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Overcoming anxiety and depression in cancer

There is an increasing recognition that psychological issues are a primary concern for cancer patients, both during and after treatment. Anxiety, depression, fear of recurrence and other psychological concerns need to be addressed to maintain quality of life.

Did you know?


Approximately half of all patients with cancer experience emotional difficulties.1


Adjustment disorder is a common psychological complication, with individuals suffering from depressed mood, anxiety, lack of life satisfaction, hopelessness and/or loss of self-esteem.2


Non-specific distress and anxiety are also very common in cancer patients. Distress is the sum of multiple psychological, social, and spiritual factors. If severe enough, it can interfere with the patient's ability to deal effectively with the illness, its symptoms and the complications of treatment.

 


Psychological issues may impact behaviors that are critical for cancer survivors.3,4 In addition, survivors who have clinical depression have a two times greater risk of death from any cause, when compared to survivors who don’t have clinical depression.5


Unfortunately, research suggests that emotional needs of cancer patients are not met as they should be. For example, a survey of bone marrow transplant survivors found that half of those who reported feeling distressed said they had not received any treatment for their emotional needs.6

The Facts:


Adjustment disorder

  • Adjustment disorder can occur when someone goes through a stressful life event, including the diagnosis of cancer.
  • It can be addressed through individual psychotherapy by teaching coping skills that focus on stressors caused by the disease. Cognitive therapy was found to be useful in reducing distress and increasing quality of life in a group of patients with melanoma.7
  • Patient support groups play an important role in coping with a cancer diagnosis and the resultant distress that many survivors experience. Support groups include tumour‐specific or mixed groups, and may be either informally structured, meet at regular face‐to‐face meetings or be run by professionals who provide expert education and training.8
  • One study of 748 participants in cancer support groups in the UK showed that the most frequent reasons for joining a support group were meeting others like themselves (63.5%), finding emotional support (13%) and gaining practical advice (8%).9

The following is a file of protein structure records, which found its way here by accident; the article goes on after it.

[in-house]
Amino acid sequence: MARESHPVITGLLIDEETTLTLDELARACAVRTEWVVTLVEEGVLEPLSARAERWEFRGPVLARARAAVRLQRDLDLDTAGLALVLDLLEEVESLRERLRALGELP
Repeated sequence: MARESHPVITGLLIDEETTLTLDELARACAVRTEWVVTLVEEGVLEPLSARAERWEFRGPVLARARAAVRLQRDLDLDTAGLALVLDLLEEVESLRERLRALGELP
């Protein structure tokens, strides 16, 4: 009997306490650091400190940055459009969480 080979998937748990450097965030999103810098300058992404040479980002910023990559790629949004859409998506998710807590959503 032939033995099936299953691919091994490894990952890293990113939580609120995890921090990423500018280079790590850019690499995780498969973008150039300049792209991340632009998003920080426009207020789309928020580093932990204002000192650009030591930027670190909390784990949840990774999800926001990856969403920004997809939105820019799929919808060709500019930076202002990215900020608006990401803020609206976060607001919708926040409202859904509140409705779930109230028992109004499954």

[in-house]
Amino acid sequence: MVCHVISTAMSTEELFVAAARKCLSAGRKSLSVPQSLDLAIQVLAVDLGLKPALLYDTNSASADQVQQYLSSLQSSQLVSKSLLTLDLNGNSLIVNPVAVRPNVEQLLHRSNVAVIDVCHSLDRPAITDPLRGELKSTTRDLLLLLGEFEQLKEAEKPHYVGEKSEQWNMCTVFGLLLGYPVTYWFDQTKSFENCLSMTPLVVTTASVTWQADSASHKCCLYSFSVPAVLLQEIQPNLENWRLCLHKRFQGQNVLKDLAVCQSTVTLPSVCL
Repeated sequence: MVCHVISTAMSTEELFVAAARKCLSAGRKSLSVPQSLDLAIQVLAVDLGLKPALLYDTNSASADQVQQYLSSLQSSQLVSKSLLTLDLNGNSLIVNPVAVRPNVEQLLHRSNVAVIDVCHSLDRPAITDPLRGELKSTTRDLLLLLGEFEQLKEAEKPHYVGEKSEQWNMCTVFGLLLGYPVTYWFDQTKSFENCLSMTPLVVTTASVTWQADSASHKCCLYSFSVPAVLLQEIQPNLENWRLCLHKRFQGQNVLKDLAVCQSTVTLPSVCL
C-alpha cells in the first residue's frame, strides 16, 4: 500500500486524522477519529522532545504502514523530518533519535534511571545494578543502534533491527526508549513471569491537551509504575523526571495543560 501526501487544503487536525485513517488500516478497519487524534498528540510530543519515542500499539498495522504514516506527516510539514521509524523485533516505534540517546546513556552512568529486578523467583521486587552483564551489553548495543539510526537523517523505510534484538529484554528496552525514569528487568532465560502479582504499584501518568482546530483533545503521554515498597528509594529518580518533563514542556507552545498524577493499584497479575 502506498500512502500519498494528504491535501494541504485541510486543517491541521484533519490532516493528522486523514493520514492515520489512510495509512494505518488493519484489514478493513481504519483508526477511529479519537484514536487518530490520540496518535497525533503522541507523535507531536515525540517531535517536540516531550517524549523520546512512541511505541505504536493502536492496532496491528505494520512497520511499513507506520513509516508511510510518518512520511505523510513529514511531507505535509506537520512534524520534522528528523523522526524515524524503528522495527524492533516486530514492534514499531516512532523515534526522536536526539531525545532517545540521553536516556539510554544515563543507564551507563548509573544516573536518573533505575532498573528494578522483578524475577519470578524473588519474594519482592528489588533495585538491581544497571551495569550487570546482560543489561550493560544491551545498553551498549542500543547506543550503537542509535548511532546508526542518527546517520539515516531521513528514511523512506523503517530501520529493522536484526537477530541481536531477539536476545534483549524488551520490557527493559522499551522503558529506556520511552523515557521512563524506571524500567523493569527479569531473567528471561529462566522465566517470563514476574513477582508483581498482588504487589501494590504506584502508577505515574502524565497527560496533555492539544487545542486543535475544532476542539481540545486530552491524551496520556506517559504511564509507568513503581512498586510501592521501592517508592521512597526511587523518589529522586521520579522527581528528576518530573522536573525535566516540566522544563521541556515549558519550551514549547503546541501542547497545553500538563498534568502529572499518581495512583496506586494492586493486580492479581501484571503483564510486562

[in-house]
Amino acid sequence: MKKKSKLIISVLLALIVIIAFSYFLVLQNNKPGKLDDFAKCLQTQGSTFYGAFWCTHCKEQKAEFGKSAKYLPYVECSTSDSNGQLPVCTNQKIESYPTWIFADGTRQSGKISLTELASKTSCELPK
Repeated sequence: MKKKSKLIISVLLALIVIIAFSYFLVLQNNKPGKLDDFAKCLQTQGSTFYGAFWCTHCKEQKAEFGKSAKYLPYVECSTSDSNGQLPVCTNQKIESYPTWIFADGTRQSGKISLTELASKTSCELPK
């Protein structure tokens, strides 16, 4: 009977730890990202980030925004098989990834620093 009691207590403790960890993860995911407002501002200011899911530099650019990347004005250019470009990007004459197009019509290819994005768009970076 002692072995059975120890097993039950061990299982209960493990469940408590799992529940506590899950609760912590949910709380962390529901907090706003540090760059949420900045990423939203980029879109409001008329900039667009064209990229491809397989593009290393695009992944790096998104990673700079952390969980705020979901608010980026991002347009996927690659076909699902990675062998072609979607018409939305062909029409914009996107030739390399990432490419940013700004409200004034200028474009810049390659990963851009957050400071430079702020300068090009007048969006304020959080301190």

Anxiety

  • Approximately 18 to 25 percent of long-term cancer survivors report anxiety.10–14 Patients may present with a complex mixture of physical and psychological symptoms, which may be expressed as:
    • Tension
    • Restlessness
    • Jitteriness
    • Hypervigilance to symptoms and events
    • Insomnia
    • Distractibility
    • Shortness of breath
    • Emotional numbness
    • Apprehension
    • Worry
  • Management of Anxiety
    • Treatment of anxiety in patients with cancer involves a combination of psychotherapy, drug-free approaches and, in some cases, medications.
    • Although many symptoms might be viewed as normal reactions to a cancer diagnosis and treatment, symptoms that are severe enough to  interfere with quality of life or the ability to perform routine activities of daily living need further evaluation and treatment.
    • Non-pharmacological therapy
      • Non-pharmacological treatments for anxiety and distress include psychotherapy and behavioral interventions used alone or in combination.15
      • Supportive psychotherapy
        • This is a short-term, solution-oriented psychotherapy that focuses on a specific problem. It deals with both crisis-related issues as well as existential issues15 and can include both the patient and family.
      • Behavioural intervention
        • A typical behavioural intervention for anxiety includes a relaxation exercise, combining deep breathing and either passive or active muscle relaxation.
        • There is evidence that progressive muscle relaxation might have benefits for patients undergoing chemotherapy.16